The Jews were proud of the Temple in Jerusalem. It stood majestically at the center of the city. It could be seen from afar like a jewel reflecting the sun’s rays. It was not surprising that they were talking about it at the time Jesus was also teaching. The Temple was so majestic and sacred that the Jews thought it would stand forever. They literally called Jerusalem, as we read in Scripture, the Eternal City. Since God, who is Eternal, dwells in the Temple, the whole structure would be forever.
But Jesus said that the Temple would be destroyed. And true enough, the Temple would not make it years after His death. In 70 AD, the Romans sacked Jerusalem. And the building that the Jews believed to be eternal faced mortality. Actually, the Temple that they had had been rebuilt. They called it the 2nd Temple, restored by the Jews after their return from exile.
What then is the point of the Gospel today at the end of the liturgical year? As a culmination, the focus of the readings like Revelation in the first reading is the end of time. The Church suggests that we reflect on what lasts and not what is temporary.
We also have our own “Temples of Jerusalem” — things we are so proud of that we act as if they will accompany us beyond the grave. What are these? Our wealth, our achievements, and our illustrious name to mention a few.
But we soon realize that we have to exert a lot of effort to maintain their existence. We have to keep the business afloat. We have to continue to strive to fulfill our goals. We have to take care that our name is not tainted. Why? Because deep inside, we know they will not last without our effort.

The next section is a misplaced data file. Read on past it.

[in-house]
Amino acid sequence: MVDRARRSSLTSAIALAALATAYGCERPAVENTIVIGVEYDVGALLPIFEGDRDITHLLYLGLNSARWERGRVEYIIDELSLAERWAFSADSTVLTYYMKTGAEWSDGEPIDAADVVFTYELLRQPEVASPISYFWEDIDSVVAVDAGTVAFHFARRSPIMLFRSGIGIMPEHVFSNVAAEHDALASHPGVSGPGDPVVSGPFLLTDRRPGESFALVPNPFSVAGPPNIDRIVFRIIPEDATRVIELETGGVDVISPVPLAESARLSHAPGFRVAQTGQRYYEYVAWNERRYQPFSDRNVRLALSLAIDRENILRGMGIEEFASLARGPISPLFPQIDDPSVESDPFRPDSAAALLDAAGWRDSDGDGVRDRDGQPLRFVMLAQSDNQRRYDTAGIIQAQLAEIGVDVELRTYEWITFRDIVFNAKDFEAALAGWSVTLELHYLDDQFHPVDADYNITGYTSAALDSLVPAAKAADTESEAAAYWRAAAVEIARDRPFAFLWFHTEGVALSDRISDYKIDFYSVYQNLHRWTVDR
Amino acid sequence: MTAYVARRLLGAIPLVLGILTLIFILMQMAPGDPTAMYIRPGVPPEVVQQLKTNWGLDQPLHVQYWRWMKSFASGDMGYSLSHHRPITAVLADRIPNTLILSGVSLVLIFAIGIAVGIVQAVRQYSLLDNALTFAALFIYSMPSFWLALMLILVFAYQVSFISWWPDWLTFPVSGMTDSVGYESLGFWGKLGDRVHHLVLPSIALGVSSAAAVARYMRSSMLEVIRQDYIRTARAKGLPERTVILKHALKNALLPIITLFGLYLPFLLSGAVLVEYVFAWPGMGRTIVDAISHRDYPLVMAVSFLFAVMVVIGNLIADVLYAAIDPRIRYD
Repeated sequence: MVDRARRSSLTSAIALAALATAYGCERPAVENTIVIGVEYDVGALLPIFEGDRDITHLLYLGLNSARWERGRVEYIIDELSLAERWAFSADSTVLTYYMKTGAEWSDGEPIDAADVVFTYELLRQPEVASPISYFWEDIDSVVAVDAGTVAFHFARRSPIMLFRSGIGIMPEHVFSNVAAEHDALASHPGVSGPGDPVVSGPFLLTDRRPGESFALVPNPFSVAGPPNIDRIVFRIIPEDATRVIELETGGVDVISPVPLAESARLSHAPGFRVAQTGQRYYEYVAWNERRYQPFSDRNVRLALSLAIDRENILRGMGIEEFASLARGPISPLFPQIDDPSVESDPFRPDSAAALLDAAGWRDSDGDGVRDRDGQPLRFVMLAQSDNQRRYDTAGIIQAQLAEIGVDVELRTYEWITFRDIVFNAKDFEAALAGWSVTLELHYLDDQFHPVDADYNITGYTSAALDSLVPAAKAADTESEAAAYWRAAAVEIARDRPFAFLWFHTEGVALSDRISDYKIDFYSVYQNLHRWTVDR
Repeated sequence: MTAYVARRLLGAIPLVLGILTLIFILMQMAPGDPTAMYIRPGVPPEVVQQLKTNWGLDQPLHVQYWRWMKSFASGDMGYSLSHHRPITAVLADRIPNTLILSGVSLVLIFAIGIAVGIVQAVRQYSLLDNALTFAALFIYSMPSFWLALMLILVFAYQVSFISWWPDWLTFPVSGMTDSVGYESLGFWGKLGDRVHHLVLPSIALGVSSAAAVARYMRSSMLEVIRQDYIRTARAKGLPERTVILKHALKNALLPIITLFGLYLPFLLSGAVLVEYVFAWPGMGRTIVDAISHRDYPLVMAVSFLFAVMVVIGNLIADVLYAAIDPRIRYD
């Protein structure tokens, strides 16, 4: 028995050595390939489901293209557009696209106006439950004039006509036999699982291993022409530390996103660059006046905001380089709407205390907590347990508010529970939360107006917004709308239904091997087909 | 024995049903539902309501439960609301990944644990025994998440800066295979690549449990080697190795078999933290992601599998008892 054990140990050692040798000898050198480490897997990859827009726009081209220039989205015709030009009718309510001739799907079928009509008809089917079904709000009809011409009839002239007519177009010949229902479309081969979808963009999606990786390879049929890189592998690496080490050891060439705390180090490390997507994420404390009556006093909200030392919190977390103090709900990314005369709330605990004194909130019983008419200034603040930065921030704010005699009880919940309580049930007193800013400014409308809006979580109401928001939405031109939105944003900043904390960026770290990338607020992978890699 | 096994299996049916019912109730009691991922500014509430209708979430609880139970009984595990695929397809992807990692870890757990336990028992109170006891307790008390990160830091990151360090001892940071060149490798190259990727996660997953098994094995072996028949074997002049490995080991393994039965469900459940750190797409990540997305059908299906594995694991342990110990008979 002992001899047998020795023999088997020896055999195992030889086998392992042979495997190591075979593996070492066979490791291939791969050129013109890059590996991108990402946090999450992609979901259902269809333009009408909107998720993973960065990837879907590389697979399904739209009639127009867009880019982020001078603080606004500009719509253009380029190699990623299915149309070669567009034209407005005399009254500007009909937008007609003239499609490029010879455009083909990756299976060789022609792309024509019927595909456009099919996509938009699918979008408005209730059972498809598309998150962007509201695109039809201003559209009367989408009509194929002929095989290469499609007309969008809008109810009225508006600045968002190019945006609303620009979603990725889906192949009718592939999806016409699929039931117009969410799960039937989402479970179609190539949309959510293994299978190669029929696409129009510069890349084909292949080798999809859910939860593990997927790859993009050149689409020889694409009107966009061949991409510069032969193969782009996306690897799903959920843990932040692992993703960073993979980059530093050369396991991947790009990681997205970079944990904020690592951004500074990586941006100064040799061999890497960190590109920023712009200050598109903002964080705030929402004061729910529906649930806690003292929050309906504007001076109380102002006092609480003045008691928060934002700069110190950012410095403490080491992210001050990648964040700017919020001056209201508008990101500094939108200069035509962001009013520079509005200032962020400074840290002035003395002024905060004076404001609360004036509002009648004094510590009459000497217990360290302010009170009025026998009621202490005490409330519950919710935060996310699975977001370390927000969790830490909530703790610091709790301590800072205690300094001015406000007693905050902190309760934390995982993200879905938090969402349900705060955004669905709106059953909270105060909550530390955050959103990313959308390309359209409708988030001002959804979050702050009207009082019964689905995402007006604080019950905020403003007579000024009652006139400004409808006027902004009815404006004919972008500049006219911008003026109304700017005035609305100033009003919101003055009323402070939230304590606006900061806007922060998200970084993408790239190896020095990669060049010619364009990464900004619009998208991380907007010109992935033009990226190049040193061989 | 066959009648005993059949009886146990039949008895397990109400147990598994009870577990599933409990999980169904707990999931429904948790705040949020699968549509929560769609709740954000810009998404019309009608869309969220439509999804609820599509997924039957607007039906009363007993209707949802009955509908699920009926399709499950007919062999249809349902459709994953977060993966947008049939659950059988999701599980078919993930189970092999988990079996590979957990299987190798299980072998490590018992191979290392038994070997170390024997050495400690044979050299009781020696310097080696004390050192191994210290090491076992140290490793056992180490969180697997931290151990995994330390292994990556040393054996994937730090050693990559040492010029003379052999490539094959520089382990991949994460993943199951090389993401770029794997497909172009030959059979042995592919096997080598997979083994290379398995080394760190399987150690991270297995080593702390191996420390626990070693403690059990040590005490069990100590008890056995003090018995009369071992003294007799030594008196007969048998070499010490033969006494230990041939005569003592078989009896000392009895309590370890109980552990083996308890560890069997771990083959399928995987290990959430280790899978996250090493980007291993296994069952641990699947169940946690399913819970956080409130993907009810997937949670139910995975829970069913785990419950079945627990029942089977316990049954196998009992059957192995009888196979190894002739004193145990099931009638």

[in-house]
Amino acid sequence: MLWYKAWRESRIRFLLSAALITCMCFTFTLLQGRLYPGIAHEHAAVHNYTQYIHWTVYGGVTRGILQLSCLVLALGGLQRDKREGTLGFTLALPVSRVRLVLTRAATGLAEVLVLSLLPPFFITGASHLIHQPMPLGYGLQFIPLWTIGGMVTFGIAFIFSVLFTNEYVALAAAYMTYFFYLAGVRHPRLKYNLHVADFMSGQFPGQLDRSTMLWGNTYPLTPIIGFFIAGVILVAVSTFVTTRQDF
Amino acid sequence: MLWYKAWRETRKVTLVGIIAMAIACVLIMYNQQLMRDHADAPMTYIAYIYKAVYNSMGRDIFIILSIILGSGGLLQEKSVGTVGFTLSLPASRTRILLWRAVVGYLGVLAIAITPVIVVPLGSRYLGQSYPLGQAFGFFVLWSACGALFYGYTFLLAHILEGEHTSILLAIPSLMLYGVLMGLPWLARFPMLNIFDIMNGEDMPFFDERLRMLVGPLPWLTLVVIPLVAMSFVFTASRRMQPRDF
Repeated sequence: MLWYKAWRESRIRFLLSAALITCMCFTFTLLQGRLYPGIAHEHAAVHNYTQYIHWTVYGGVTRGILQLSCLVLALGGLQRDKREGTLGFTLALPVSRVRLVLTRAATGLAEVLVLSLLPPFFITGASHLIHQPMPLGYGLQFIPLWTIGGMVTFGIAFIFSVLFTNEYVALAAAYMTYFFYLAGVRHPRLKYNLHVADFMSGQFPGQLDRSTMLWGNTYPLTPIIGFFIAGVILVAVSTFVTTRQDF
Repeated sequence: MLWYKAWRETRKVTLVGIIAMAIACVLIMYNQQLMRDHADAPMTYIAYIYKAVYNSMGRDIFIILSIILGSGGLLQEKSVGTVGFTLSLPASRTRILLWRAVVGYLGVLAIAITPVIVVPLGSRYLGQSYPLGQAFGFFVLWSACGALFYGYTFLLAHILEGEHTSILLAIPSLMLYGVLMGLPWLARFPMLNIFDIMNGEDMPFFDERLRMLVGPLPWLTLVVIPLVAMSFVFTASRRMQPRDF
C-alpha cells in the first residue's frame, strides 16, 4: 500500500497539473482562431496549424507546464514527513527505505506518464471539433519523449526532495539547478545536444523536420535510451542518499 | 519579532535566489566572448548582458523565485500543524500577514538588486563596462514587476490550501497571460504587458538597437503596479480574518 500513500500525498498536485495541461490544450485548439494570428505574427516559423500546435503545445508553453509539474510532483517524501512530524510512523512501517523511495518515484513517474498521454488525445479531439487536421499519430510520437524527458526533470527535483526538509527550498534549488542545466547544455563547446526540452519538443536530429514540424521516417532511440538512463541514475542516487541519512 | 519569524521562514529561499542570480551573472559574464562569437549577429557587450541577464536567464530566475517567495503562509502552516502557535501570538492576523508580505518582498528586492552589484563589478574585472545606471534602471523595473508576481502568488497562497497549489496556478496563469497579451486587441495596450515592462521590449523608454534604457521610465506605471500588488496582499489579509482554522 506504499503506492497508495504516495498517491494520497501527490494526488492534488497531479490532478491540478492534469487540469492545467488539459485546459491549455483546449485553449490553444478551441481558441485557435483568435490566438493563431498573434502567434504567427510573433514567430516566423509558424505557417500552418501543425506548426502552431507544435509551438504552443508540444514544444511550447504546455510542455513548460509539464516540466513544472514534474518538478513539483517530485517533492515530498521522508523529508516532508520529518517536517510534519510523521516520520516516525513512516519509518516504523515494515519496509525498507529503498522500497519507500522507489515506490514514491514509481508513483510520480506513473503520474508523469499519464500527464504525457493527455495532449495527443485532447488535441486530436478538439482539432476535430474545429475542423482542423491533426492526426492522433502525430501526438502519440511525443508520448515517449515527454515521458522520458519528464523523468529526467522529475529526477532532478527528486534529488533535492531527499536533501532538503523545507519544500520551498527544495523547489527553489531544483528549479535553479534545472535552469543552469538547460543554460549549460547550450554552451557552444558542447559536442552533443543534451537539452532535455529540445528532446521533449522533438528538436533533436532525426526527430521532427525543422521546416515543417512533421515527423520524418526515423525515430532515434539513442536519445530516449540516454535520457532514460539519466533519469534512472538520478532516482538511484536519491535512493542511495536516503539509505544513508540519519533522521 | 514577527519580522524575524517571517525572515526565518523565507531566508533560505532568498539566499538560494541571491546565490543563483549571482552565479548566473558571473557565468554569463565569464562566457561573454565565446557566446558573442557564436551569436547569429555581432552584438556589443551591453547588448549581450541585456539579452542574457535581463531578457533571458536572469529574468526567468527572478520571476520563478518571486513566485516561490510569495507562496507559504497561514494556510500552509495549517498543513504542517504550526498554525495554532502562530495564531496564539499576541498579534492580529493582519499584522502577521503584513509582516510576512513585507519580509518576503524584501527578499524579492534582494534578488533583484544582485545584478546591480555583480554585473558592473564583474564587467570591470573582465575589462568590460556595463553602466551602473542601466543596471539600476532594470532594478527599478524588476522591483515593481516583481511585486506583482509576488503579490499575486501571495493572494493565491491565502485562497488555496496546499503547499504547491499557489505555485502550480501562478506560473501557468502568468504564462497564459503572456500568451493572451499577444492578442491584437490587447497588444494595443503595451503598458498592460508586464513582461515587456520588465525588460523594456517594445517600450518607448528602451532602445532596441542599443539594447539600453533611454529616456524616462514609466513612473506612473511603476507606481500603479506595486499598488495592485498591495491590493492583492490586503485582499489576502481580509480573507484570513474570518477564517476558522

And true indeed. There will come a time when someone else will sack our lives, and all that we are proud of will be gone.
Jesus said that evangelical poverty is important. Those who live ‘poor in spirit’ will obtain the Kingdom of Heaven. When we experience this dependence on God, when all that we have suddenly disappears in all forms of tragedy and the only thing left is God, we find ourselves faced with what is eternal. What is eternal cannot be destroyed even by the greatest calamity in our lives.
One of our philosophy teachers, Mr. Eduardo Calasanz, said that in life there is but one thing certain: death. And thus, when we say, “I love you” it also includes its destiny. Love’s life is beyond the point of death. Love knows no mortality. It is, as St. Paul says, the greatest thing that remains other than our faith and hope.
It is therefore good to remember that the word Filipinos use to express love is “mahal kita.” Mahal is also used to mean, “expensive” as diamonds are “mahal.” When we say “Mahal Kita” (I love you) we affirm what the readings today mean: our love is the real treasure that cannot be destroyed; it is the real thing that is forever. That is why it is more valuable than life itself (we do give our lives to those we greatly love).
And so to Jesus, it is not the structure of the Temple that is forever. No wonder, years after His death, St. Paul introduced in our faith the belief that the real Temple is Jesus Himself. And since we are members of Christ’s body, God resides in every single person. We are now the Temples of the Holy Spirit. The Eternal City is the Kingdom of God. It is realized when we are all gathered in Christ; when everything is restored in Christ.
Life everlasting is already experienced when we love.
In my work in prison, when everything that the prisoners own before their incarceration is stripped from them, they realize what remains forever: their beloved and their faith in the Lord. When Jesus was hanging on the cross, I believe the criminal who requested paradise was one of the first who entered when the gates were opened.